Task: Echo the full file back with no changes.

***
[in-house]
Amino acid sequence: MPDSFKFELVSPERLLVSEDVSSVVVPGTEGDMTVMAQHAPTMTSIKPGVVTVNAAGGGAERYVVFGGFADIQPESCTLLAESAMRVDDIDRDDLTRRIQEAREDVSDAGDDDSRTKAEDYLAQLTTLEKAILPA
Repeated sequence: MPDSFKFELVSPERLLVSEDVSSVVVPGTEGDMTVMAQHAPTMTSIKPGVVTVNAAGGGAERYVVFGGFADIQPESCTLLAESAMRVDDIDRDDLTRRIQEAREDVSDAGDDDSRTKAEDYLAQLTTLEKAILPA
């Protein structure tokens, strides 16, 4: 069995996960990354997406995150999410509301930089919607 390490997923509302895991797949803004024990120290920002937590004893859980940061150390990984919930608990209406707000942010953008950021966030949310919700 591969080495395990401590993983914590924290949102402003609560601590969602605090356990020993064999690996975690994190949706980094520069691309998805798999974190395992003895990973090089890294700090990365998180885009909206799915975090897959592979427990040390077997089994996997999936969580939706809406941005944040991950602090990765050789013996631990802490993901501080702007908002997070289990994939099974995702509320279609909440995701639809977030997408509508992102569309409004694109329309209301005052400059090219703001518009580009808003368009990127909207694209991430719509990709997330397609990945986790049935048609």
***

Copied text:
[in-house]
Amino acid sequence: MPDSFKFELVSPERLLVSEDVSSVVVPGTEGDMTVMAQHAPTMTSIKPGVVTVNAAGGGAERYVVFGGFADIQPESCTLLAESAMRVDDIDRDDLTRRIQEAREDVSDAGDDDSRTKAEDYLAQLTTLEKAILPA
Repeated sequence: MPDSFKFELVSPERLLVSEDVSSVVVPGTEGDMTVMAQHAPTMTSIKPGVVTVNAAGGGAERYVVFGGFADIQPESCTLLAESAMRVDDIDRDDLTRRIQEAREDVSDAGDDDSRTKAEDYLAQLTTLEKAILPA
């Protein structure tokens, strides 16, 4: 069995996960990354997406995150999410509301930089919607 390490997923509302895991797949803004024990120290920002937590004893859980940061150390990984919930608990209406707000942010953008950021966030949310919700 591969080495395990401590993983914590924290949102402003609560601590969602605090356990020993064999690996975690994190949706980094520069691309998805798999974190395992003895990973090089890294700090990365998180885009909206799915975090897959592979427990040390077997089994996997999936969580939706809406941005944040991950602090990765050789013996631990802490993901501080702007908002997070289990994939099974995702509320279609909440995701639809977030997408509508992102569309409004694109329309209301005052400059090219703001518009580009808003368009990127909207694209991430719509990709997330397609990945986790049935048609």